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By Samson Habte
March 10 — DuPont Co. failed March 9 to convince the Delaware Superior Court to invalidate a litigation funding contract a small company is using to bankroll its trade secrets lawsuit against DuPont (Charge Injection Techs., Inc. v. E.I. DuPont de Nemours & Co., 2016 BL 73231, Del. Super. Ct., No. N07C-12-134-JRJ, 3/9/16).
A review of authority by Bloomberg BNA indicates this is the first Delaware case validating the legality of alternative (or third-party) litigation financing.
DuPont asked the court to dismiss the trade secrets suit on grounds the plaintiff's litigation funding contract with Aloe Investments Ltd., a subsidiary of Burford Capital LLC, violated common law prohibitions on champerty and maintenance.
Champerty is investing in another person’s litigation in exchange for part of the recovery. Maintenance is supporting a lawsuit brought by another person who has no valid right to be litigating it.
Judge Jan R. Jurden turned DuPont down. She said the contract between Aloe and the plaintiff, Charge Injection Technologies (CIT), didn't violate either doctrine because it “does not give Burford any right either to direct, control, or settle CIT's claims against DuPont.”
CIT said after it sued DuPont in 2007 it “quickly found that it lacked adequate resources to pursue long, drawn-out litigation against DuPont, which has tens of billions of dollars at its disposal to wage a war of attrition against litigation adversaries.”
Accordingly, CIT entered into a “Forward Purchase Agreement” (FPA) with Aloe in which Aloe agreed to provide financing in exchange for a share of future proceeds from the lawsuit and a security interest in CIT's claim.
DuPont argued the FPA was champertous because it gave Burford “de facto control” over the litigation.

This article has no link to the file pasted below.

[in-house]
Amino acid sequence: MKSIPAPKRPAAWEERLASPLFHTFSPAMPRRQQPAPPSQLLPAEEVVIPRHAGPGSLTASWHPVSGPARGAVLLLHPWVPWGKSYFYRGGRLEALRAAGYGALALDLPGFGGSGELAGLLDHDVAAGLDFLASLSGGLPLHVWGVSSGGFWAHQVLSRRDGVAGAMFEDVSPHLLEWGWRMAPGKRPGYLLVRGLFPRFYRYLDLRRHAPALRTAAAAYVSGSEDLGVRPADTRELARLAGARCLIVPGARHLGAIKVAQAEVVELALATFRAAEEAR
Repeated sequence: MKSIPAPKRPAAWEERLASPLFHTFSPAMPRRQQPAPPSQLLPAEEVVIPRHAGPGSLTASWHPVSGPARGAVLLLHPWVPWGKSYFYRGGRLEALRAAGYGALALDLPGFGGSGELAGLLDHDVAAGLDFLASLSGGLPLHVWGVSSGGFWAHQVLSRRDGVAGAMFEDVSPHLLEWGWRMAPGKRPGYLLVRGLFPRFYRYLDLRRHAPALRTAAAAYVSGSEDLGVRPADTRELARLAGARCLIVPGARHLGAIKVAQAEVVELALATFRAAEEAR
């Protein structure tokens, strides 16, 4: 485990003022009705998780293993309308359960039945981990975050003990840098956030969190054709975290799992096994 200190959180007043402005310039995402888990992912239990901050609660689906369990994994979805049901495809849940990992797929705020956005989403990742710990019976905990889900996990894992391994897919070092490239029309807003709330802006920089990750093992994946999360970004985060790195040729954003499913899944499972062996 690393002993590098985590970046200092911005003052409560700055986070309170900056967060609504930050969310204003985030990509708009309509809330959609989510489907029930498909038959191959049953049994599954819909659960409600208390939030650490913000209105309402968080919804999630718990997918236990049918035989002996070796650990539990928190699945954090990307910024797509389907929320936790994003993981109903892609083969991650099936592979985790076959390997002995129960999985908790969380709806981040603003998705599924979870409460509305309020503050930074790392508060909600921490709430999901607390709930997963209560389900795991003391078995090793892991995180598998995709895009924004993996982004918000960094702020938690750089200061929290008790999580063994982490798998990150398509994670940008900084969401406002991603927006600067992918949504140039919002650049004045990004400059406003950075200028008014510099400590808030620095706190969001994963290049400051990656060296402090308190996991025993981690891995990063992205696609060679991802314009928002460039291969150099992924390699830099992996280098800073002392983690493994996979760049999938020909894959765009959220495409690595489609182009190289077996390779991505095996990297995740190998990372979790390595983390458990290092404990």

Jurden wasn't persuaded. “The record before the Court demonstrates that CIT is the bona fide owner of the claims in this litigation, and Burford has no right to maintain this action,” she wrote.
The opinion cites a case that said champerty “is based upon the ground that no encouragement should be given to litigation by the introduction of a party to enforce those rights which the owners are not disposed to prosecute.”
That is not what occurred here, the court said. “CIT did not bargain with Burford to enforce claims which CIT is not disposed to prosecute,” Jurden wrote.
She pointed to a provision in the FPA expressly stating that Aloe doesn't “have any rights as to the direction, control, settlement or other conduct of the [claim]” and that CIT “retains the unfettered right to settle the [claim] at any time for any amount.”
DuPont also argued the financing arrangement violated the common law prohibition on maintenance—which, the opinion states, “involves the officious intermeddling in a suit” for the purpose of “stirring up litigation and strife” and “encouraging others to bring actions or make defenses they have no right to make.”
Jurden disagreed. “This is not a case in which Burford ‘stirred up' litigation, is controlling or forcing CIT to pursue litigation, or is controlling the litigation for the purpose of continuing a frivolous or unwanted lawsuit,” she said.
Jurden again pointed to the contractual language preventing Aloe from directing the litigation. She also cited testimony from CIT's chief executive officer, who said he made decisions regarding the lawsuit and that Burford had not reviewed any confidential information or participated in any mediation sessions.
To contact the reporter on this story: Samson Habte in Washington at email@example.com
To contact the editor responsible for this story: Kirk Swanson at firstname.lastname@example.org
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